Testing & Verifying complex FPGA designs – Part I

Simulation & Verification are fundamental in the process of developing any good quality FPGA-based RTL codification. These are key steps within SoC-e’s designing procedures, and in this article, we are going to provide more insights about them in our Networking IP Core portfolio.

The whole process is divided in the following high-level steps:

  • Entity/Block-oriented simulation: Simulation at entity/block-level for the different modules that compose each IP Core, by generating stimulus on each input signal and verifying that the RTL code behaviour is the expected one.
  • Global-oriented simulation: Once the different modules have been validated individually, the next step implies simulating the whole IP as a single UUT (Unit Under Test).
  • (On) Hardware testing: Even though an extended simulation plan provides a good level of trustiness, there are still many corner situations that can’t be verified on a virtual environment. For those cases, a hardware-based test plan is required, and also the last step towards a high-quality result.

In this article, the first step is described; how the Entity or block level of the IP simulation is done.

Entity or Block oriented simulation

This first step implies validating the right operation of a specific entity or module that has one specific action inside the IP Core. Every IP Core is composed of many Entities or Blocks, and in order to test them, there would be different testbenches for each Entity, exercising a design by observing the outputs of the design when the inputs are stimulated. This would help to check the expected behavior.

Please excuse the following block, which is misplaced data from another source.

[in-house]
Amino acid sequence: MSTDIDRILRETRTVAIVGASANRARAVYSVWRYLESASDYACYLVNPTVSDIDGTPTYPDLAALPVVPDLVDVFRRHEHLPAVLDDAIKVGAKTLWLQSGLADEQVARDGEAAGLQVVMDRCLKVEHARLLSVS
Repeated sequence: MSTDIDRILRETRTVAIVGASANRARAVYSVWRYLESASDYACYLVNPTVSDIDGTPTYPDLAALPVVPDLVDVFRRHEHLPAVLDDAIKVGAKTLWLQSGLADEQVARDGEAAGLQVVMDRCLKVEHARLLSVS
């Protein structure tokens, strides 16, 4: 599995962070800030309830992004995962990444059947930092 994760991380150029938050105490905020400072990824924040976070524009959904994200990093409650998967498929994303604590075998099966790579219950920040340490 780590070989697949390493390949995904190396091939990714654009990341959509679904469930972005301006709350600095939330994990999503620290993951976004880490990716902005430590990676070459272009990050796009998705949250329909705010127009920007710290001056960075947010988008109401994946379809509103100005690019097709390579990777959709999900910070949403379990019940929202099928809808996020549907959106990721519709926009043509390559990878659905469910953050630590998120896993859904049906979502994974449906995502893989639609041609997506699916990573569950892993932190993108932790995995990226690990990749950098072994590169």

Everything is best understood with an example. In this case, we are going to explain the filtering database of our Ethernet Switch IP Core.

The Filtering Database stores MAC addresses and their associated information to take the frame forwarding decision. It is a hash-based memory with some bins per address entry that stores the filtering data. That hash algorithm also generates the index to the memory of the Filtering Database.

Filtering database

The Filtering Database performs three main processes: Learning, Lookup and Aging.

  • Learning process is in charge of saving frames when different conditions are met.
  • Lookup process is the one that searches in the Filtering Database and obtains the forwarding portmask of the frame.
  • Aging process removes old MAC entries depending on a given period of time.

testing and verifying mac address

In this specific case of simulation of the MAC table, always try to test all the mechanisms that form the Filtering database functionality. In this sense like the learning different MACs, different queries, also the aging is done in parallel, and finally we clear the MAC table and verify that all the entries have been deleted, etc. It is also very important to study and always be able to test possible corner cases.

To conclude, the second step of Testing & Verifying complex FPGA designs will be described in another post. Once all Entities that form the IP Core are working as expected, the global simulation comes into play.

MAC simulation